James Houle: A Revolt From Neo-Liberalism?

Redwood Valley

The Arab Revolt

What are the common features of all eight Arab countries that are now in open revolt against their governments? Lack of democratic governments, heavy dependence upon the US for military assistance, and dedication to the Neo-Liberalism that has made their ruling classes rich and the majority of their citizens impoverished. From Morocco to Tunisia, Libya, Egypt, Yemen, Oman, Bahrain and Jordan, we find four kings, four autocrats, no free elections, no middle class and rampant corruption. The wealthy class in each of these eight has been enriched through the economic system called “neoliberalism” that the United States, the UK, the EU, the World Bank and the IMF have promoted over the past half century. While outright thievery of public funds by the royal family has played a role in some cases, more often than not it has been by allowing free and unregulated trade, and monopolization of commerce by a favored few, that the wealthy and well-placed have come to hold all the wealth.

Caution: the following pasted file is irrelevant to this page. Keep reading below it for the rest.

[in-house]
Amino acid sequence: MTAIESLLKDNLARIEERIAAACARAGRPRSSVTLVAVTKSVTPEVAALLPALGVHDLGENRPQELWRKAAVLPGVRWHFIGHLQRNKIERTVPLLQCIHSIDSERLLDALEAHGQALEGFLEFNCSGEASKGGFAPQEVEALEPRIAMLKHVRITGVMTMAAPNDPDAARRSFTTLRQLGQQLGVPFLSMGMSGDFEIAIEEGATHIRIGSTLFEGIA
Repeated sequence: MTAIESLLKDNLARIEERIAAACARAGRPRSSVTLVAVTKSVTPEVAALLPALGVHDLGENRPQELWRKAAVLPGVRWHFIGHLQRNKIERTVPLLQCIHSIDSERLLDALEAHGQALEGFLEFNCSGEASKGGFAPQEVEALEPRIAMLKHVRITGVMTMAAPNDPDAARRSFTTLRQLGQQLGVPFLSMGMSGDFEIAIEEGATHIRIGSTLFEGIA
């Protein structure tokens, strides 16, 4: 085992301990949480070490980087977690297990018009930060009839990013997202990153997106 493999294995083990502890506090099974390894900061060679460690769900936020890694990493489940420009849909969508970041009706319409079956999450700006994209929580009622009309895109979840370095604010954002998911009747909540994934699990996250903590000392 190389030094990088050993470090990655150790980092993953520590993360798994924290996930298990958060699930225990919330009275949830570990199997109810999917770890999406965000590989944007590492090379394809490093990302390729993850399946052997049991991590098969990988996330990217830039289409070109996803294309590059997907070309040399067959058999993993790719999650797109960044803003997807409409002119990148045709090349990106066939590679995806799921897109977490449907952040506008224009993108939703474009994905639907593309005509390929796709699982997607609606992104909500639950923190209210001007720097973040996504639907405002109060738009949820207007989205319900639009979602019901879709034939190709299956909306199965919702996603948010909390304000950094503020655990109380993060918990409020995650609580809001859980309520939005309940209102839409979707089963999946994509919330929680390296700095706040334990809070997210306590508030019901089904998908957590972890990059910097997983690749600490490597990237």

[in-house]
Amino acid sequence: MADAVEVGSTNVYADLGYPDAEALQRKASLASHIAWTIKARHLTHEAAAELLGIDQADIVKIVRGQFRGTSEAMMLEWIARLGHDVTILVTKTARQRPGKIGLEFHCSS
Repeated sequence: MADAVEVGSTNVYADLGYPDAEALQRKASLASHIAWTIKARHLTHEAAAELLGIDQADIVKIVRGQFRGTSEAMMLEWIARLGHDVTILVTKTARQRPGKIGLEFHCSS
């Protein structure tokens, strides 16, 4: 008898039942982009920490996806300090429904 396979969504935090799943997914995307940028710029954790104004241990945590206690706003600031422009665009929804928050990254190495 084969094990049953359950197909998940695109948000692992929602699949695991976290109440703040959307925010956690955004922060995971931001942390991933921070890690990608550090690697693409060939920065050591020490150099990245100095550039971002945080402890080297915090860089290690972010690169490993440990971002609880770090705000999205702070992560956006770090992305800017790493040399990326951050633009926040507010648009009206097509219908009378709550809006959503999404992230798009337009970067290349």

Abu Atris, writing in Al Jazeera English, 02/24/11 describes this as “a conflation of politics and business under the guise of privatization – less a violation of the system than business as usual. Mubarrak’s Egypt is the quintessential neoliberal state.” David Harvey, the English geographer and lecturer at CCNY, explains that a cardinal feature of neoliberal thinking is the belief that well-being can best be advanced by liberating individual entrepreneurial freedoms and skills within a framework of strong defense of private property rights, free markets and free trade. The state’s only legitimate function should be to assure the sanctity of open markets. (A Brief History of NeoLiberalism, David Harvey. Oxford University Press 2005.) “The assurance that individual freedoms can best be guaranteed by the freedom of the market and of trade is and has long dominated the stance of the US and of the IMF towards the rest of the world.” We all talk about bringing freedom to the impoverished when what we actually want is a system that assures that the common man has as little on his plate as possible.